Recently by Thomas E. Woods, Jr.: HuffPo's 11 Myths About the Fed, Refuted
As I noted not long ago, I find myself in serious disagreement with a portion of the end-the-Fed movement. This is the segment of the movement whose complaints are that the Federal Reserve is “privately owned,” that the Fed does not inflate enough, that interest payments are unjust or inherently unpayable all at once, etc.
This is not nit-picking. I am not interested in replacing the Fed with something as bad or worse. The problem with the Fed is not that it isn’t socialistic enough. The problem with the Fed is that it is a creation of Congress and operates with special privileges granted by the government. If only the Fed were truly private, with no government-granted privileges. Then it could do no damage whatever.
As I also noted, I recently asked an antagonist on Facebook to write out his ten propositions on money, so we could try to get to the bottom of our differences. I posted them last week. Right now I’ll reply to this one:
“Monetary deflation benefits the private bankers who wish the People to default in order to seize collateral with, or without govt force.”
This is clearly incorrect. In addition to not wanting the hassle of trying to unload collateral in a potentially illiquid market, no bank would want to seize collateral during a deflationary period at all! When asset prices are falling, why would banks want to grab assets? Who would want an asset that’s in the middle of seeing its price fall?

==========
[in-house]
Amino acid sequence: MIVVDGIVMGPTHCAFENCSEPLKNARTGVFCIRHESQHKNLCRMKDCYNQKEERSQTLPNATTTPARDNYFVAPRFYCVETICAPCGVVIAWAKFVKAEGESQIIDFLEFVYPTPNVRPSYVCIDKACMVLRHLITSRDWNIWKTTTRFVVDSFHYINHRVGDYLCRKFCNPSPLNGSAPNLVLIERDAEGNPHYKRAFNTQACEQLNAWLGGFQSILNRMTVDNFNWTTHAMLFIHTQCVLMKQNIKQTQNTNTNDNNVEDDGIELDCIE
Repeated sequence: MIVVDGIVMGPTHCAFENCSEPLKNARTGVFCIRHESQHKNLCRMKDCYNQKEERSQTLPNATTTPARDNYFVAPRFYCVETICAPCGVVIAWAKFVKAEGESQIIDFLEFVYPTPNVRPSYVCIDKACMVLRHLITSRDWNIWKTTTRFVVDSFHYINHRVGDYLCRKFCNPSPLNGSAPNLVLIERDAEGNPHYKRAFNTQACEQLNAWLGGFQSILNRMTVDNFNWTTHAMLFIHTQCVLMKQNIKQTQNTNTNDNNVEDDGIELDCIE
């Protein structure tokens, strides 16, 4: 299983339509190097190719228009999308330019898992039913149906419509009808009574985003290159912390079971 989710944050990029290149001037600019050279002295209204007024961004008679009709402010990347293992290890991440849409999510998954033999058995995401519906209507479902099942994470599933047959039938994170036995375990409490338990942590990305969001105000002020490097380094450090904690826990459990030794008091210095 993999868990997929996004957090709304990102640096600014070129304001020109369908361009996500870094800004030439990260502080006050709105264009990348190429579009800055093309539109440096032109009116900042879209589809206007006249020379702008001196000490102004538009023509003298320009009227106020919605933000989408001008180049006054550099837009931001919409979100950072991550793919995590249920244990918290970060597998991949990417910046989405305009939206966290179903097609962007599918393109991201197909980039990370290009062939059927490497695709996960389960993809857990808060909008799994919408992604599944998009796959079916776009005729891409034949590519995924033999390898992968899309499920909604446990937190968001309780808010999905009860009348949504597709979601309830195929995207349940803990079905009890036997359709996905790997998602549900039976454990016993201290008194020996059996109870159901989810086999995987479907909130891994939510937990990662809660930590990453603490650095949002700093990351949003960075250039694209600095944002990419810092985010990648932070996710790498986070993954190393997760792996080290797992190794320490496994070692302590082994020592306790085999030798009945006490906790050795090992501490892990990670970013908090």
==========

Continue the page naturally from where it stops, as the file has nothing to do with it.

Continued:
Ah, but couldn’t the banks coordinate the deflation together, and then when it hits bottom, grab all the assets at that moment, when their prices have nowhere to go but up? Even assuming that bankers would adopt such a far-fetched strategy, there is no way for them to know at what point in the deflationary process the defaults are going to occur.
If there's something we're supposed to fear from banks, this sure ain't it.
Reprinted with permission from TomWoods.com.
Thomas E. Woods, Jr. [send him mail; visit his website], a senior fellow of the Ludwig von Mises Institute, is the creator of Tom Woods's Liberty Classroom, a libertarian educational resource. He is the author of eleven books, including the New York Times bestsellers Meltdown (on the financial crisis; read Ron Paul's foreword) and The Politically Incorrect Guide to American History, and most recently Nullification and Rollback.